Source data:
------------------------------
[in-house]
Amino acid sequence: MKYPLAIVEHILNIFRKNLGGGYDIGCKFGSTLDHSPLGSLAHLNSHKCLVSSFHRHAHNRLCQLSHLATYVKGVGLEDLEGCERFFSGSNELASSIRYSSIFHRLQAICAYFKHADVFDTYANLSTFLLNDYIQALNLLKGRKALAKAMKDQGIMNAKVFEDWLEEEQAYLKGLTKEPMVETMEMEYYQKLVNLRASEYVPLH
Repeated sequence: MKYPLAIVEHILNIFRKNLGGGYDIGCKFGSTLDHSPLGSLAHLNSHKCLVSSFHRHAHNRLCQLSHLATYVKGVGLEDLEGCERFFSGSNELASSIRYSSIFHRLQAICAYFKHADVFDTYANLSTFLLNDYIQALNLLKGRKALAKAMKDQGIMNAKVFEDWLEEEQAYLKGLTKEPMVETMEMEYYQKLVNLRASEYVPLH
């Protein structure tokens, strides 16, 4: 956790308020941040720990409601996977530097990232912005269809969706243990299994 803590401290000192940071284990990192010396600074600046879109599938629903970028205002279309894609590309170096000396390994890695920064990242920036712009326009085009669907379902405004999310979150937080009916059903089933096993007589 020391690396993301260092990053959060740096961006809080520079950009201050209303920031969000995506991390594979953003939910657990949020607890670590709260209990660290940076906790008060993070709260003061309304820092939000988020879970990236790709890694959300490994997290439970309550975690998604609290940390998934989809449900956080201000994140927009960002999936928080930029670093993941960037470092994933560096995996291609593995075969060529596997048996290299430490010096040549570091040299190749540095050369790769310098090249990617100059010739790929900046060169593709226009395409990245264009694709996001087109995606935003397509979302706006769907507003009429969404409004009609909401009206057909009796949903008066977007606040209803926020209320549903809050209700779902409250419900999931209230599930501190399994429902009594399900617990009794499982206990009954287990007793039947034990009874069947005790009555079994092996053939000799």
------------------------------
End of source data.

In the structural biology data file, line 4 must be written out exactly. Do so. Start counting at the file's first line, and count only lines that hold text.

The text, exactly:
């Protein structure tokens, strides 16, 4: 956790308020941040720990409601996977530097990232912005269809969706243990299994 803590401290000192940071284990990192010396600074600046879109599938629903970028205002279309894609590309170096000396390994890695920064990242920036712009326009085009669907379902405004999310979150937080009916059903089933096993007589 020391690396993301260092990053959060740096961006809080520079950009201050209303920031969000995506991390594979953003939910657990949020607890670590709260209990660290940076906790008060993070709260003061309304820092939000988020879970990236790709890694959300490994997290439970309550975690998604609290940390998934989809449900956080201000994140927009960002999936928080930029670093993941960037470092994933560096995996291609593995075969060529596997048996290299430490010096040549570091040299190749540095050369790769310098090249990617100059010739790929900046060169593709226009395409990245264009694709996001087109995606935003397509979302706006769907507003009429969404409004009609909401009206057909009796949903008066977007606040209803926020209320549903809050209700779902409250419900999931209230599930501190399994429902009594399900617990009794499982206990009954287990007793039947034990009874069947005790009555079994092996053939000799």